NFU convention this year was held in the last week of Feb and beginning of March in Denver Colorado. NFU Rocky Mountain chapter was the host state. Reflective of HFUU membership numbers including myself as state president, Hawaii had three delegates on the policy floor debate, that spanned over two days. Two of our chapter presidents, Kaipo Kekona HFUU Lahaina Chapter and Andrea Drayer HFUU Ka’u Hawaii Island chapter, were the two other delegates. I along with the delegate body that covered 23 national states were most impressed with the policy additions that were moved and unanimously approved, by both of these leaders. They basically spoke to indigenous farmer issues and need for support, which got full support of the 800 member delegation.
As state president who also chairs the regenerative agriculture Local Food Committee (RALF) I was able to bring in to the convention Dan Kittredge to present on the Bio Nutrient Meter he has been developing to test for nutrient assessment in food grown.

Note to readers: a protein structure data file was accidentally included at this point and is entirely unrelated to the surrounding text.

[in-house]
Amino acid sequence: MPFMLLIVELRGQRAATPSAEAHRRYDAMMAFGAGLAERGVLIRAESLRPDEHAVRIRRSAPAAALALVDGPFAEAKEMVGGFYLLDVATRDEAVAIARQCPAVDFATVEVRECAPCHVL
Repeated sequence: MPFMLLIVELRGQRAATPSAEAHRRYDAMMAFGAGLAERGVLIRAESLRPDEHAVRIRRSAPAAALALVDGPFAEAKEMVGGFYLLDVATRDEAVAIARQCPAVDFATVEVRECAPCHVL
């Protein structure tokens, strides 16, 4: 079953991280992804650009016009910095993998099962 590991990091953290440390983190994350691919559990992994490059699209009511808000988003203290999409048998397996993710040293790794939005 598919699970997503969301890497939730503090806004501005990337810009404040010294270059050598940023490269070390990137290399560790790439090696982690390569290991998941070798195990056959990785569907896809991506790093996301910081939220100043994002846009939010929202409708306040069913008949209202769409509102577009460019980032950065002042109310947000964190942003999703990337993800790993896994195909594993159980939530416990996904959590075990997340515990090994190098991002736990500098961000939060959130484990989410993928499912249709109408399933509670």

The room was full for his provocative presentation. Having the ability to quantify the nutrient value in our food supply and is essential in support of farmers making a living at farming. The development of this meter tool, which he quips as a “Apple 2 computer, on the way to being a IMAC”, had folks attending very excited as to what this can mean for farmers moving forward. What is also very good is that he has it all open sourced in the commons, so no corporation can coop the work and it be available to our family of regenerative farmers who basically value utilizing soil health practices. Those practices that raise the level of living beneficial microbial culture in the soil.
All in all the Hawaii chapter of NFU is valued by the national members and leaders across the country and represented at the NFU table, as a chartered state chapter of NFU. HFUU became chartered in 2017 and it was the first time in eleven years that a state organization has been chartered under NFU. This basically gives Hawaii a vote at the national table when we physically meet on the mainland four times each year, representing the interests of our members. Hawaii is well poised to continuing to be on the cutting edge of agriculture, representative of our farmers best and highest interest in their ability to making a living at farming with educational outreach strategies that lower farmers outside inputs. This along with the highly valued Farmer Apprentice Program currently supported by the Mayors office and Maui County Council. This along with our chapters creating value for local agriculture in their regions, and growing our membership forward.